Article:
The 1990s were a period of rapid change in the Departm ent, driven by advances incomputer technology, particularly the widespread use of personal computers, the development of the first Internet browser (Mosaic) at the University of Illinois, advances in high speed computing, the widespread use of the Internet, and collaborations with the National Center for Supercomputing Applications (NCSA), which organized on campus in 1986. Under Mohan Ramamurthy’s leadership, the Department launched Weather World 2010, one of the first comprehensive guides to weather on the Internet. Bob Wilhelmson’s brought international visibility to the Department in the area of storm visualization. Under the direction of Michael Schlesinger and of Don Wuebbles, our Department became a force in the climate change arena. During the mid 1990s, Zuangjie Li joined the Department, expanding Department research into laboratory atmospheric chemistry.
A major goal of the Department in the late 1990s was to expand our undergraduate survey courses. In 1997, the Department hired Donna Charlevoix to lead our undergraduate survey classes. Under Donna’s leadership, the number of students in the survey classes ATMS 100 and 120 increased by a factor of almost 20, and our survey courses have become the most popular on campus. For her efforts, Donna received the LAS and Campus Awards for Excellence in Undergraduate Teaching in 2003.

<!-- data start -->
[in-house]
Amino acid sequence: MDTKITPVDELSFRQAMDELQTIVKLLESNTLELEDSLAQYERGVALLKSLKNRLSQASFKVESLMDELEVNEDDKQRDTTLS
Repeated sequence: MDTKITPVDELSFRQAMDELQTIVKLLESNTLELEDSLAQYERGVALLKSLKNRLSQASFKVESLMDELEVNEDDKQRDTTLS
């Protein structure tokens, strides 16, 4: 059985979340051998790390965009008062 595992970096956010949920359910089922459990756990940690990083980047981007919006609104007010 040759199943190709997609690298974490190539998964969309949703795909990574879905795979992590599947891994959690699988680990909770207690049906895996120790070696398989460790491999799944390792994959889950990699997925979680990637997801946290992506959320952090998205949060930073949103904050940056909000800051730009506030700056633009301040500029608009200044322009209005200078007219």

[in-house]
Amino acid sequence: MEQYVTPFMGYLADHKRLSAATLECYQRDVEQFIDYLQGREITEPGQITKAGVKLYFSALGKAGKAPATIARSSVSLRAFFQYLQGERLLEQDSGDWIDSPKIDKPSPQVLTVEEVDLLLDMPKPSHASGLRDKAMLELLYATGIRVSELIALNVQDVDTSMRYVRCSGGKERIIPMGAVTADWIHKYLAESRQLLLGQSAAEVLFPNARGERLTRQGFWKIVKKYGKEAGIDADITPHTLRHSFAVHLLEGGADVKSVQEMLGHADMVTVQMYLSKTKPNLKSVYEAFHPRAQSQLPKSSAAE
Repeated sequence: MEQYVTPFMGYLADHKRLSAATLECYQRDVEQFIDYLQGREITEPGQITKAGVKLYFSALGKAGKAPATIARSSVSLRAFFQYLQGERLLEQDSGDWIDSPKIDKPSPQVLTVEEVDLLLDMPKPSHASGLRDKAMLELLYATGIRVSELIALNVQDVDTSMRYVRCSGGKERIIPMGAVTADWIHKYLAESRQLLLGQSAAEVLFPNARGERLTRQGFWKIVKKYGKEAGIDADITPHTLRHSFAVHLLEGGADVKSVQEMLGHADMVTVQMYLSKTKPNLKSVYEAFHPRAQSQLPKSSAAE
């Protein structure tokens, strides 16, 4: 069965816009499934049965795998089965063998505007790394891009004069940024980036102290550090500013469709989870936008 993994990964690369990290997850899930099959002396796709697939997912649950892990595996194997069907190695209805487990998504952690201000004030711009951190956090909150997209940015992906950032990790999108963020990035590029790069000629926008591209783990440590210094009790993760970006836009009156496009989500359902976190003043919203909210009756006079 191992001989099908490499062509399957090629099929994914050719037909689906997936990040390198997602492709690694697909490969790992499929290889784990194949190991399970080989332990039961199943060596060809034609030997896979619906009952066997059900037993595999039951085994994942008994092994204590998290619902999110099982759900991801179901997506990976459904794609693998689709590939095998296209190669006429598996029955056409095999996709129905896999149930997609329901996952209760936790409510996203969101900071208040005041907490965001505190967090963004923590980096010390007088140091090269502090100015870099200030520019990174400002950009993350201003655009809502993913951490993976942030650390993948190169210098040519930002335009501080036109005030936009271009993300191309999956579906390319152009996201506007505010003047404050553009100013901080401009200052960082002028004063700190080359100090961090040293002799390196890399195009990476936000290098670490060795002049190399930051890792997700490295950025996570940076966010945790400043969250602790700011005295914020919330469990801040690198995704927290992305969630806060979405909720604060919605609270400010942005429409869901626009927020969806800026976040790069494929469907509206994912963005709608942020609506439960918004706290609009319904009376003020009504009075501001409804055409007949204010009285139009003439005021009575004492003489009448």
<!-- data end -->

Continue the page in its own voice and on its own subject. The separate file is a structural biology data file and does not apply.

Don Wuebbles returned from the Environmental Council to take over the leadership of the Department again in 2000. The turn of the century also brought three new faculty to the Department, Larry Di Girolamo, Greg McFarquhar and Atul Jain. These three additions significantly strengthened the Department’s reputation in the fields of cloud and precipitation physics, radiation, remote sensing, and climate impacts. The Department also expanded in number of graduate students and staff, so much so that we overflowed the building. The University gave us space in Annex I and Annex II, the two infamous rather run down buildings that we still occupy today. Space remains an issue with the Department, a problem which we hope to solve by moving into the Natural History Building following its renovation.
The new millenium and beyond >>